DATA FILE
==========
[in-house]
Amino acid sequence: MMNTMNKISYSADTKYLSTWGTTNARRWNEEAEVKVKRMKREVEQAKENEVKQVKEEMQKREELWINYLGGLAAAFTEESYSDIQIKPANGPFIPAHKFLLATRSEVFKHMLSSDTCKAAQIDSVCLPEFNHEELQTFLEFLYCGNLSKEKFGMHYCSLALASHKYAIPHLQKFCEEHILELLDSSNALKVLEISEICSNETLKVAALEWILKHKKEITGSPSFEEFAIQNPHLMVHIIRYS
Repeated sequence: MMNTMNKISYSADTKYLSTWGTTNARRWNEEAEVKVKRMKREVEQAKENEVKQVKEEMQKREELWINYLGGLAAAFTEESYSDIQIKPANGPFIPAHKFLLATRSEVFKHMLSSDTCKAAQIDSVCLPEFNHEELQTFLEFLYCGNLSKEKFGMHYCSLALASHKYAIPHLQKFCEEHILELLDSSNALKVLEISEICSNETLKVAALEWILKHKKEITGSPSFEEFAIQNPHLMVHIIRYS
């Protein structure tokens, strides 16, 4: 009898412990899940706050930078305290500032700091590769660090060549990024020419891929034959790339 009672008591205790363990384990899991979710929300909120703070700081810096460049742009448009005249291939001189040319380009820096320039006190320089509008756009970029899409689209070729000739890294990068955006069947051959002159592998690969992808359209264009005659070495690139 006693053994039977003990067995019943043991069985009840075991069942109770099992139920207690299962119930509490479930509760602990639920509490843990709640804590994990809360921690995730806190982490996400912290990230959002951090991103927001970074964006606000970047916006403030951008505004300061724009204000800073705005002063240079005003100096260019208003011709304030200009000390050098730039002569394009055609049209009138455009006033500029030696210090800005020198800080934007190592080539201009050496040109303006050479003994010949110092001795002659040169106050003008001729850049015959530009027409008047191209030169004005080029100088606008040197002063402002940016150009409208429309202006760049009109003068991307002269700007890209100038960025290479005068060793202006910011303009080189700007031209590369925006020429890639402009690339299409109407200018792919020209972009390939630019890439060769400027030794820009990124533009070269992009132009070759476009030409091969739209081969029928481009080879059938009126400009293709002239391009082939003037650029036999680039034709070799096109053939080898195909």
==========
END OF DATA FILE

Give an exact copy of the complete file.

[in-house]
Amino acid sequence: MMNTMNKISYSADTKYLSTWGTTNARRWNEEAEVKVKRMKREVEQAKENEVKQVKEEMQKREELWINYLGGLAAAFTEESYSDIQIKPANGPFIPAHKFLLATRSEVFKHMLSSDTCKAAQIDSVCLPEFNHEELQTFLEFLYCGNLSKEKFGMHYCSLALASHKYAIPHLQKFCEEHILELLDSSNALKVLEISEICSNETLKVAALEWILKHKKEITGSPSFEEFAIQNPHLMVHIIRYS
Repeated sequence: MMNTMNKISYSADTKYLSTWGTTNARRWNEEAEVKVKRMKREVEQAKENEVKQVKEEMQKREELWINYLGGLAAAFTEESYSDIQIKPANGPFIPAHKFLLATRSEVFKHMLSSDTCKAAQIDSVCLPEFNHEELQTFLEFLYCGNLSKEKFGMHYCSLALASHKYAIPHLQKFCEEHILELLDSSNALKVLEISEICSNETLKVAALEWILKHKKEITGSPSFEEFAIQNPHLMVHIIRYS
């Protein structure tokens, strides 16, 4: 009898412990899940706050930078305290500032700091590769660090060549990024020419891929034959790339 009672008591205790363990384990899991979710929300909120703070700081810096460049742009448009005249291939001189040319380009820096320039006190320089509008756009970029899409689209070729000739890294990068955006069947051959002159592998690969992808359209264009005659070495690139 006693053994039977003990067995019943043991069985009840075991069942109770099992139920207690299962119930509490479930509760602990639920509490843990709640804590994990809360921690995730806190982490996400912290990230959002951090991103927001970074964006606000970047916006403030951008505004300061724009204000800073705005002063240079005003100096260019208003011709304030200009000390050098730039002569394009055609049209009138455009006033500029030696210090800005020198800080934007190592080539201009050496040109303006050479003994010949110092001795002659040169106050003008001729850049015959530009027409008047191209030169004005080029100088606008040197002063402002940016150009409208429309202006760049009109003068991307002269700007890209100038960025290479005068060793202006910011303009080189700007031209590369925006020429890639402009690339299409109407200018792919020209972009390939630019890439060769400027030794820009990124533009070269992009132009070759476009030409091969739209081969029928481009080879059938009126400009293709002239391009082939003037650029036999680039034709070799096109053939080898195909």